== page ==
The current bad blood between President William Ruto and his predecessor, Uhuru Kenyatta, is perhaps the most toxic in all successions that Kenya has ever had.
Although the transition from President Moi to Mwai Kibaki was also problematic, it was mainly because of the political climate at the time.
This time, however, it is over a fallout that began when both served as president and deputy because Uhuru decided to work with opposition leader Raila Odinga in 2018.
Uhuru further created a bigger rift with his deputy when he refused to support his presidential bid despite having promised to do so when Ruto joined his ticket in 2013.
Going back to 2002, when Kibaki took over, the mood and opinion was largely against Moi because he had served for 24 years as president.
He was also seen to have been oppressive in his iron fist rule as the economy also suffered from bad policies and grand corruption.
It was further fueled by the charged campaigns mounted by the united National Rainbow Coalition (NARC) that brought together almost all opposition parties in the country.
Much had changed from when Moi allowed the multiparty politics yet he was a product of one party State, who reluctantly allowed change by repealing section 2 (a) of the old Constitution.
“He did it though reluctantly, and as you know humans abhor change. That contributed to the notable aspect of resistance by the president and his diehards,” says former Comptroller of State House Franklin Bett.
Moi was abused and humiliated by a hostile opposition crowd during the hand over at Uhuru Park with some throwing mud at him but the ceremony ended well before he drove to State House and was later flown to his Kabarak home.
He did not wait to receive the new tenant at the house on the hill because of the sour relationship just like Uhuru did last year after handing over from Ruto and has never met him until now.
Moi earlier tried to brighten the relationship by giving Kibaki a tour of the State House after his election victory was announced when he invited the new president with his wife Lucy for the occasion.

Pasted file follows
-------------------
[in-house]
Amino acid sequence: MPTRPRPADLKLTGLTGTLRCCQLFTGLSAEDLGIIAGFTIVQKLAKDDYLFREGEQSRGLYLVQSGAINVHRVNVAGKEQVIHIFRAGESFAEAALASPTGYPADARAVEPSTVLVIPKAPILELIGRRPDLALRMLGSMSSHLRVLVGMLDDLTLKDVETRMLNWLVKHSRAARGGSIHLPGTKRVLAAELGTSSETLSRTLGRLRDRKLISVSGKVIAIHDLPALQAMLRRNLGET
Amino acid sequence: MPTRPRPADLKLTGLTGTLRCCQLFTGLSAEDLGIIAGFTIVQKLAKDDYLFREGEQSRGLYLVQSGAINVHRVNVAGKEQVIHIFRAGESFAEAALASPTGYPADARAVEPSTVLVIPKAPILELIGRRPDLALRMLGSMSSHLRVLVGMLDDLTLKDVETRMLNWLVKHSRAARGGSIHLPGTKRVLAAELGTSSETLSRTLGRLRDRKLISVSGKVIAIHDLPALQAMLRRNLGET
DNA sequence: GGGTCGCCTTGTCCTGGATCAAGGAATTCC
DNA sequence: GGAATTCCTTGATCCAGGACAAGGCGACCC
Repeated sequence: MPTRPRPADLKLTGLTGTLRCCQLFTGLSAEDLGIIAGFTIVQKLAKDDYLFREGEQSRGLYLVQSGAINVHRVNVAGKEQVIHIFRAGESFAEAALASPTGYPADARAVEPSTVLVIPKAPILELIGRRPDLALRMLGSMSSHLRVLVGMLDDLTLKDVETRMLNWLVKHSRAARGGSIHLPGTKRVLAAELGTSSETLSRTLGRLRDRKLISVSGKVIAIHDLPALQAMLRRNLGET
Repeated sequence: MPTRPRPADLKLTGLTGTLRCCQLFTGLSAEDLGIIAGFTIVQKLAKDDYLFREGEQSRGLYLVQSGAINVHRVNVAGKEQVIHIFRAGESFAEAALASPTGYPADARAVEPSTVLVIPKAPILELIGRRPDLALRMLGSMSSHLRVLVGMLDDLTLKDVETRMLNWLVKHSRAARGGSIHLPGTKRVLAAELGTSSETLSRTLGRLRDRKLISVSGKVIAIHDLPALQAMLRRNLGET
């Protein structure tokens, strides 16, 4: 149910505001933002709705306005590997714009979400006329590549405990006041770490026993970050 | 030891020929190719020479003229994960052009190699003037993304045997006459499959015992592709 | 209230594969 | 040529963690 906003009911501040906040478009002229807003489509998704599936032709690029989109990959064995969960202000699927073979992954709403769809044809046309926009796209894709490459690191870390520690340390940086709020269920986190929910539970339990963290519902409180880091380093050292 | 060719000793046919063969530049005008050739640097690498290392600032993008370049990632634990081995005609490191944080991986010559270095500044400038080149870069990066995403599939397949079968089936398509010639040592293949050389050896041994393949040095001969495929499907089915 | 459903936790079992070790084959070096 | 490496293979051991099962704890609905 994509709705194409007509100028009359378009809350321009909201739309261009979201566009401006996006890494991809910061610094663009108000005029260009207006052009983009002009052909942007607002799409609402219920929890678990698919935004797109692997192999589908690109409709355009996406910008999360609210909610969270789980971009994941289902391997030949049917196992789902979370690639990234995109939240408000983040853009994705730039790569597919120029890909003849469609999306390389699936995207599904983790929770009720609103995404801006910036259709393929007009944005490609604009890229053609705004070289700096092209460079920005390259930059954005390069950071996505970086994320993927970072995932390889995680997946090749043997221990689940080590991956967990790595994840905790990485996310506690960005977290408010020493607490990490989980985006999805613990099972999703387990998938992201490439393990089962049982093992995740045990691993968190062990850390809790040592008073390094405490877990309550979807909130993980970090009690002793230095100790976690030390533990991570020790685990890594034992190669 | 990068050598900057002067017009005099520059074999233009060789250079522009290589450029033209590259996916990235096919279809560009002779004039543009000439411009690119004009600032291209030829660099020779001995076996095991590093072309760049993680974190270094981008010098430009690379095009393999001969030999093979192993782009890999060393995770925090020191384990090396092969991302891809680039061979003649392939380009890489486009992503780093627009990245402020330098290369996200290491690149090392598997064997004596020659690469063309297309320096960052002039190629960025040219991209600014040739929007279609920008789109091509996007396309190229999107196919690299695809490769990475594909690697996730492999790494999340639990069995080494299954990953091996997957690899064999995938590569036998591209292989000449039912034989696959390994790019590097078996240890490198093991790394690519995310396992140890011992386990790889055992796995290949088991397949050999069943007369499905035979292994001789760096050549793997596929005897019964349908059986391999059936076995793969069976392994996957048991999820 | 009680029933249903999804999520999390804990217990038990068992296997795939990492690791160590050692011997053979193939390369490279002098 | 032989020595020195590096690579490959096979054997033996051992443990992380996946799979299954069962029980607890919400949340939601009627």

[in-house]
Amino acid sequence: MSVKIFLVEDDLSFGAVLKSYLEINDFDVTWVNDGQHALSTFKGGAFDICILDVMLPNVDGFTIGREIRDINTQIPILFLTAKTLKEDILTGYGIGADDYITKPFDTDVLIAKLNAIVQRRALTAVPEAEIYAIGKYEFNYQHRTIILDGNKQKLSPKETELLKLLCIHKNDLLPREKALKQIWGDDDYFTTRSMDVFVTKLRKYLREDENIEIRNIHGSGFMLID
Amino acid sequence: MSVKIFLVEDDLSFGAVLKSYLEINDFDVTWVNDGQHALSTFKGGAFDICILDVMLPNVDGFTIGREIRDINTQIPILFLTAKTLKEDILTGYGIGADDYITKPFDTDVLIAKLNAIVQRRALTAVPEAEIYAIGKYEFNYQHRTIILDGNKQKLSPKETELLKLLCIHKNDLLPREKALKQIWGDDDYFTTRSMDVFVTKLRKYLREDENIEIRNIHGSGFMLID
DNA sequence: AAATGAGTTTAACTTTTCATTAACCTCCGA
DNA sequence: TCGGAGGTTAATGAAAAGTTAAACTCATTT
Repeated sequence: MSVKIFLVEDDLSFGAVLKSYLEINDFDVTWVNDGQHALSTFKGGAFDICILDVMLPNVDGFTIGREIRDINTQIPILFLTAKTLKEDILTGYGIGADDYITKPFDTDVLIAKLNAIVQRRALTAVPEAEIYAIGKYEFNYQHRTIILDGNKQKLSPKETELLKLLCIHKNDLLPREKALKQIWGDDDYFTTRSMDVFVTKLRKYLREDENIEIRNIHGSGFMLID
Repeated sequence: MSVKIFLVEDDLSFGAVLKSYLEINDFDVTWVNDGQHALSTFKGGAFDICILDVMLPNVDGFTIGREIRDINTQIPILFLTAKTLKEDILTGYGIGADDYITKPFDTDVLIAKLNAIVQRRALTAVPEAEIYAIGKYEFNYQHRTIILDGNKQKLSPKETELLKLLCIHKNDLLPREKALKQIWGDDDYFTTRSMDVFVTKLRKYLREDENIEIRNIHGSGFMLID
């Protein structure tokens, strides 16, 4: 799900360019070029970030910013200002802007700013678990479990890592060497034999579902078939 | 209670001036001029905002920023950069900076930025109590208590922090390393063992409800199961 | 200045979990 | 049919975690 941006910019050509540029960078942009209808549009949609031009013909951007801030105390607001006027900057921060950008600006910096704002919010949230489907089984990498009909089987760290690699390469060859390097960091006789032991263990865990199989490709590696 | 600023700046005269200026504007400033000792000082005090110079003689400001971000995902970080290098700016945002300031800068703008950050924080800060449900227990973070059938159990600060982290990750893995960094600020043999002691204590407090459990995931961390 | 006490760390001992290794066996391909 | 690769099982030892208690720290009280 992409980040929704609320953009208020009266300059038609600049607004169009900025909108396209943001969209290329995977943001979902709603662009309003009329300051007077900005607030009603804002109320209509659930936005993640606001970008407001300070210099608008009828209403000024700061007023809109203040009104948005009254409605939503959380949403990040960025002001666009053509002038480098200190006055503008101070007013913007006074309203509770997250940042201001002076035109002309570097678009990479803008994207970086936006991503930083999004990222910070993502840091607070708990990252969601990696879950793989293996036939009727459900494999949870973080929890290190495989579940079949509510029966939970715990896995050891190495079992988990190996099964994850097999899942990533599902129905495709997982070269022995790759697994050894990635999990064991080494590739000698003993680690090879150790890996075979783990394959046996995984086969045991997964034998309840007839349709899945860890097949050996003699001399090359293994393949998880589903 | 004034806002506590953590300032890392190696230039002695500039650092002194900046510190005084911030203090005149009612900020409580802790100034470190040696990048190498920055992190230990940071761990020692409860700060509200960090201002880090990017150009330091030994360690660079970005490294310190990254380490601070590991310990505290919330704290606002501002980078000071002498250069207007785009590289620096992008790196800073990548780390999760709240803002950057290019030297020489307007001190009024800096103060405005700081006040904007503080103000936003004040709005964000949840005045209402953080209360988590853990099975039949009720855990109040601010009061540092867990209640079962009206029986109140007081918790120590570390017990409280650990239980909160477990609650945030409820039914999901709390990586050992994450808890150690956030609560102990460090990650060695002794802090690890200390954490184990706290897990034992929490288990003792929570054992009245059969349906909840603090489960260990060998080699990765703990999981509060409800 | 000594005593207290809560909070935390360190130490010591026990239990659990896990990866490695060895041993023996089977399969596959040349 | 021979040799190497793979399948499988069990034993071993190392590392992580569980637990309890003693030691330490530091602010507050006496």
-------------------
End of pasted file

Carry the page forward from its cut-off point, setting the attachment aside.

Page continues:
In 2005, President Kibaki called Moi for a meeting that lasted for about two hours to discuss the crisis over the referendum results that his “Yes” side lost.
It was understood that President Kibaki had called his predecessor on a Sunday afternoon, requesting consultations.
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The two leaders discussed Kibaki's concerns over a series of demands the Raila Odinga-led Orange Democratic Movement was making among them that they be consulted as a group and not as individuals over possible Cabinet positions.
The relationship between President Kibaki and Uhuru was perhaps the coziest of all, and it included a military parade send off for the exiting leader at State House in a colourful ceremony.
The leaders also used to meet frequently with Uhuru reportedly visiting his predecessor at his home. President Kibaki was also Uhuru’s godfather having overseen his baptism in the Catholic church when he was an infant.
But the current situation is different with Deputy President Rigathi Gachagua and Kikuyu MP Kimani Ichung’wa repeatedly accusing Uhuru for all manner of transgressions.
The attacks against the former president went a notch higher recently when hundreds of hired thugs invaded his families land, destroyed property and stole sheep while president Ruto was out of the country.
Police inaction as the goons spent a whole day on the farm slaughtering sheep and social media posts by senior Kenya Kwanza leaders pointed at government involvement in the invasion of the farm.
Moi groomed Uhuru to become president in 2002 to succeed him, leading to the disgruntlement of Raila, Prof George Saitoti and Musyoka among others who rebelled and formed the Liberal Democratic Party (LDP).
And so Uhuru became the Kanu flag bearer in the 2002 presidential election facing Narc’s Kibaki but the opposition labeled him Moi’s project.
Since no presidential retirement law existed at the time, everything from Moi’s security, transport and upkeep was done informally by officers at the Office of the President.
Former head of the Presidential Press Unit (PPU) Lee Njiru remembers that it took one full year before Moi was officially given his retirement package.
It was done on December 30, 2003 at a retreat by the Kibaki Cabinet in Mombasa when they came up with the Presidential Retirement Act which allowed Moi to have security and 80 per cent of salary of sitting president.
Njiru describes hostilities that began brewing before the 2002 elections as rabid because of the extreme fanatical support of those who were anti-Moi.
“The hostilities at the tail end were fomented by those Kibaki loyalists, some so hardline and rabid, demanding nothing short of having Mzee Moi either being jailed or prosecuted,” adds Njiru.
He says Moi was left alone after the US State Department asked the Kibaki administration to ensure that nothing happened to him because had built a large network of loyalist and ethnic following.
In order to appease restless young people who wanted Moi out, Kibaki's government continued with anti-Moi rhetoric and also constituted the Goldenberg Inquiry to investigate corruption against his government.
All that went on for about three years to appease the anti-Moi people until it fizzled out but according to Njiru, Kibaki all along knew nothing could happen to his predecessor at the end of it all.
He is the one who ordered that a title deed be prepared for him to own the Kabarnet Gardens house despite opposition from senior Narc ministers.